Here’s how Dooky Chase is serving tradition & Gumbo Z’herbs on Holy Thursday
Holy Thursday 2020 was going to be different for Stella Chase Reese and Dooky Chase’s Restaurant, but she never anticipated how different. It was a change that, in some regards, started on Holy Thursday the year before.
“This is the first Holy Thursday since my mother passed away,” Reese said. Her mother, of course, is the legendary Chef Leah Chase. “And on a personal note, it’s one which I was dreading a little bit because it was on last Holy Thursday that I had to take my mother to the hospital. I came prepared that morning and said ‘Oh, we’re going to wear this nice bright green top for Holy Thursday, and you greet the customers,’ and I was greeted by my mother who was not doing well. So, instead of bringing her to the restaurant to greet her customers, I had to bring her to the hospital at that time.”
While the dining rooms are quiet, the kitchen is still humming along
The absence of Chef Chase’s presence in the dining room was palpable last year. And this year the Chase family and the staff knew that they had to get it right, to continue as a beacon of the community.
“It was my intention on this Holy Thursday to make our loyal customers feel so appreciated,” Reese said. “We felt that this Holy Thursday, with our customers returning, that was a vote of confidence for my family, because we knew how much my mother was loved and how many people came just for her and to enjoy the day. So it was really gratifying for myself and my family when we had so many people already booked for this year. It was a blessing from above and a sign that people had confidence in the Chase family. So we were going to make it a special Holy Thursday.”
COVID-19 changed those plans, as it has for so many, with restaurant dining rooms shuttered, customers being told to stay home, and an air of fear and uncertainty casting a shadow over the industry and the city as a whole. But Reese and the Chase family knew how important the luxurious, verdant gumbo z’herbes and perfectly fried chicken were to the city and to her mother.
Dooky Chase’s has always had a way of getting around obstacles, whether it was allowing black and white Civil Rights leaders to dine together upstairs during segregation, or cashing checks when black Americans couldn’t have bank accounts, their will to serve the community is uncompromising. But this obstacle required a different approach, which was actually a return to the restaurant’s roots.
“We had to adapt to takeout,” Reese said. “But at one time, the restaurant’s takeout was really big and it actually sustained the restaurant when dine-in wasn’t maybe as popular. The takeout was it.”
So, waitstaff moved from the floor to salaried positions doing takeout (but please tip on your takeout, it helps the staff greatly). The typically bustling gold, green and red rooms are surreally quiet, like an art gallery. Yet while the dining rooms are quiet, the kitchen is still humming along, producing a weekly takeout menu that consists of the fried chicken, red beans and rice, greens, and Creole gumbo, available each day, and a selection of daily specials and po-boys.
Gumbo z’herbes still on the menu
But the question of Holy Thursday, typically the busiest day of the year, required special planning in this new normal. The Chase family rose to the occasion.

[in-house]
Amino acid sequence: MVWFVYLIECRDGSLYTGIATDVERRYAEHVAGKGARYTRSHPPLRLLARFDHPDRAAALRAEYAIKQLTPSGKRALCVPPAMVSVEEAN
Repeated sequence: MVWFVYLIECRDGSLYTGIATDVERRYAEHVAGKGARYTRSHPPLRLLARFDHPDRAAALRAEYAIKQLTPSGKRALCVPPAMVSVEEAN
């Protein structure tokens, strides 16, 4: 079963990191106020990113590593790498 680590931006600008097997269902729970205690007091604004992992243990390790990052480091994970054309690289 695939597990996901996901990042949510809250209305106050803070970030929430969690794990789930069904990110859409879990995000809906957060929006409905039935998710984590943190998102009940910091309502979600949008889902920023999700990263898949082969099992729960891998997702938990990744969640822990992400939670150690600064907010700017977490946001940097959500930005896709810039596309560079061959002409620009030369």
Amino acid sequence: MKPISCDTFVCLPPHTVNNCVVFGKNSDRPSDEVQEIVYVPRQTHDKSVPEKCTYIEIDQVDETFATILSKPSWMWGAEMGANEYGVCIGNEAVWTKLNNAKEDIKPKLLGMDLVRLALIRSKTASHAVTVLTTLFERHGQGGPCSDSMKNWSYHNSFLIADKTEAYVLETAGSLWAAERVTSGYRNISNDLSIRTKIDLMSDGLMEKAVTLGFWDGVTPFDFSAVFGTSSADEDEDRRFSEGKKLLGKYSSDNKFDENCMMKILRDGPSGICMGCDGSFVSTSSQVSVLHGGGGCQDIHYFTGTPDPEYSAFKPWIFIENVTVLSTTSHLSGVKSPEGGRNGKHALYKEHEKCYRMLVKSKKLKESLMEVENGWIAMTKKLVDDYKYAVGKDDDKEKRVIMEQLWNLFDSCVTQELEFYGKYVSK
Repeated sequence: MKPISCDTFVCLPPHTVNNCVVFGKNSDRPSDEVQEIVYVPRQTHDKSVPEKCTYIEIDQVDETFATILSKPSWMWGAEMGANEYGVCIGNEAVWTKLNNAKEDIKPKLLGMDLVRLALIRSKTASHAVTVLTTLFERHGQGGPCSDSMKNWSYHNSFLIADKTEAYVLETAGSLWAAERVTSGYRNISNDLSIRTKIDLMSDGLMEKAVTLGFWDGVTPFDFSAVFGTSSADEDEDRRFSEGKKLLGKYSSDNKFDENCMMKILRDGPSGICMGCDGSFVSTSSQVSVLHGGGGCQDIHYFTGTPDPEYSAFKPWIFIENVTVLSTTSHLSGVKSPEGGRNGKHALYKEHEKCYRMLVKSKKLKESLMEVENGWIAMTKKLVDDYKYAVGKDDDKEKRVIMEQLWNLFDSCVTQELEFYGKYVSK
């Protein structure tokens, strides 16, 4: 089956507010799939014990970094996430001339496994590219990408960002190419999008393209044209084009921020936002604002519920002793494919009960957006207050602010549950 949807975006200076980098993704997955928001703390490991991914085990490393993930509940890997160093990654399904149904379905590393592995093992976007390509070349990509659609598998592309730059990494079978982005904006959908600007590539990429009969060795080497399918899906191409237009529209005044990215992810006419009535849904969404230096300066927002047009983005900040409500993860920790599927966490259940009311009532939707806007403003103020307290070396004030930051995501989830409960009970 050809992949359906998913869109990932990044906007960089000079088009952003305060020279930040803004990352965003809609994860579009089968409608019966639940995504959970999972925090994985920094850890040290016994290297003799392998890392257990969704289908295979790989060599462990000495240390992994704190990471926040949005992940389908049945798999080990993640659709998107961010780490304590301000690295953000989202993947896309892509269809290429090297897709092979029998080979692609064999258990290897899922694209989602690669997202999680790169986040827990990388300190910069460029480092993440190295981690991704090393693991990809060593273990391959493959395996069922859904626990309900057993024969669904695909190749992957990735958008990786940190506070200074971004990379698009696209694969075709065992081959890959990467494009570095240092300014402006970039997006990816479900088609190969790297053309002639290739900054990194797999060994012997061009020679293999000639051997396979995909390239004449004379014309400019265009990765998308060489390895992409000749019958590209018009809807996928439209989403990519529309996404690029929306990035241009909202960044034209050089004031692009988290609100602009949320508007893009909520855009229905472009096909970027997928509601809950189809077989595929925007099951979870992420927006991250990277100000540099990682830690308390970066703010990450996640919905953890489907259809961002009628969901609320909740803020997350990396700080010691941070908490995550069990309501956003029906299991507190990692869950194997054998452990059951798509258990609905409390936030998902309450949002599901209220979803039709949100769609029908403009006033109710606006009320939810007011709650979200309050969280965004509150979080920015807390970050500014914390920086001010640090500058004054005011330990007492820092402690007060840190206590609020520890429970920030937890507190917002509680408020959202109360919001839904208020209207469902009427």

“So what we have done,” Reese said, “Is contacted our customers who had already booked for Holy Thursday and we assured them that we will have takeout, that they will be able to eat their green gumbo, their gumbo z’herbes and get their nine new friends by eating it.”
The gumbo will be available by the quart, half-gallon or gallon, and fried chicken in four, eight or twelve pieces.
The nine new friends Reese refers to is based on the number of greens used in the Dooky Chase version of the dish. The tradition is that for each green you will meet a new friend, which because of social distancing, may have to wait until later in the year, because for the Chase family, it is safety first.
“We’ve given them times to come,” Reese explained about the logistics of takeout. “And actually a lot of our customers have preordered, and so we will have their order ready for them. We want to abide by no long lines, six feet apart. We’ll put numbers in our parking lot where people can pull up in a number and the order will come right out. We are trying to think of ways not only to keep the tradition alive and bring hope to the community but also to make sure the community is kept safe while we we honor my mom and continuing her Holy Thursday and show appreciation to our customers for being so loyal to us. So that’s what Holy Thursday is looking like for us.”
Reese also assured that anyone who wanted the Holy Thursday specialties could still place orders, but “they have to know we’re going to abide by rules and mark distances so everyone will be kept safe as well get the gumbo z’herbes.”
“We have to step up”
COVID-19 has torn through the New Orleans community and has upended our way of life. Reese herself recently lost her husband to the disease, but her impressive faith and her community has kept her afloat.
“We know that we can’t let everything be taken away from us. That we have to step up,” Reese said. “With this virus that we now have that the whole country and the whole world is experiencing, we may have to change the way we do things, but we have to let everyone know that whatever it is we’re going to be there for each other.”
This Holy Thursday, we won’t sit across from each other in the dining room of Dooky Chase’s, visiting with friends and local luminaries. Chef Leah won’t be presiding over the dining room with her characteristic charm. But we will be there for each other. Still have our gumbo z’herbes. And fried chicken. And hope.